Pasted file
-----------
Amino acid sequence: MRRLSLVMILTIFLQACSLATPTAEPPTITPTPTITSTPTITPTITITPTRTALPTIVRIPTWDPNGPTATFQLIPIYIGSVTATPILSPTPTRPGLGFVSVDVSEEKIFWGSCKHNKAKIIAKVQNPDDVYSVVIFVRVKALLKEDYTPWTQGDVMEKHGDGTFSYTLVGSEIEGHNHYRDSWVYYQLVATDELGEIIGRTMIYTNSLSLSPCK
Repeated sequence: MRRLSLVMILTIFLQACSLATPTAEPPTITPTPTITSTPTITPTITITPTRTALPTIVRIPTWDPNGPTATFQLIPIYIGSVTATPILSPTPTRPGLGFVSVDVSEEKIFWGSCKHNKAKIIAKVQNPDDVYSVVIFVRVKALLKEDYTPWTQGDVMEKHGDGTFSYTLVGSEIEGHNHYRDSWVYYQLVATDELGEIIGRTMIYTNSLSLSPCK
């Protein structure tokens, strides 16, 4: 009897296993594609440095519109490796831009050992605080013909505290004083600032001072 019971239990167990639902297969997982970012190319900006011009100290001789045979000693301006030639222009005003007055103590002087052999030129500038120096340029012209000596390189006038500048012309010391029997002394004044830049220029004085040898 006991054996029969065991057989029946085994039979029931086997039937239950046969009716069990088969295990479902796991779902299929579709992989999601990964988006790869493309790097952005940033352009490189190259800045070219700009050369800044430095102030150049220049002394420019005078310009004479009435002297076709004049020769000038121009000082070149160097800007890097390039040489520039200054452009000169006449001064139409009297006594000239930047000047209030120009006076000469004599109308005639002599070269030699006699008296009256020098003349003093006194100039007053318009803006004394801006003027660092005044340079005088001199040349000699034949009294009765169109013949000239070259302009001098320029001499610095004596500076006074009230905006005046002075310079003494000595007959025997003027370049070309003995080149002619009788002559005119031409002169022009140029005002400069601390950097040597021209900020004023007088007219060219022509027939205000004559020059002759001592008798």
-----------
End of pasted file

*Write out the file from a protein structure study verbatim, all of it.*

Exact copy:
Amino acid sequence: MRRLSLVMILTIFLQACSLATPTAEPPTITPTPTITSTPTITPTITITPTRTALPTIVRIPTWDPNGPTATFQLIPIYIGSVTATPILSPTPTRPGLGFVSVDVSEEKIFWGSCKHNKAKIIAKVQNPDDVYSVVIFVRVKALLKEDYTPWTQGDVMEKHGDGTFSYTLVGSEIEGHNHYRDSWVYYQLVATDELGEIIGRTMIYTNSLSLSPCK
Repeated sequence: MRRLSLVMILTIFLQACSLATPTAEPPTITPTPTITSTPTITPTITITPTRTALPTIVRIPTWDPNGPTATFQLIPIYIGSVTATPILSPTPTRPGLGFVSVDVSEEKIFWGSCKHNKAKIIAKVQNPDDVYSVVIFVRVKALLKEDYTPWTQGDVMEKHGDGTFSYTLVGSEIEGHNHYRDSWVYYQLVATDELGEIIGRTMIYTNSLSLSPCK
């Protein structure tokens, strides 16, 4: 009897296993594609440095519109490796831009050992605080013909505290004083600032001072 019971239990167990639902297969997982970012190319900006011009100290001789045979000693301006030639222009005003007055103590002087052999030129500038120096340029012209000596390189006038500048012309010391029997002394004044830049220029004085040898 006991054996029969065991057989029946085994039979029931086997039937239950046969009716069990088969295990479902796991779902299929579709992989999601990964988006790869493309790097952005940033352009490189190259800045070219700009050369800044430095102030150049220049002394420019005078310009004479009435002297076709004049020769000038121009000082070149160097800007890097390039040489520039200054452009000169006449001064139409009297006594000239930047000047209030120009006076000469004599109308005639002599070269030699006699008296009256020098003349003093006194100039007053318009803006004394801006003027660092005044340079005088001199040349000699034949009294009765169109013949000239070259302009001098320029001499610095004596500076006074009230905006005046002075310079003494000595007959025997003027370049070309003995080149002619009788002559005119031409002169022009140029005002400069601390950097040597021209900020004023007088007219060219022509027939205000004559020059002759001592008798």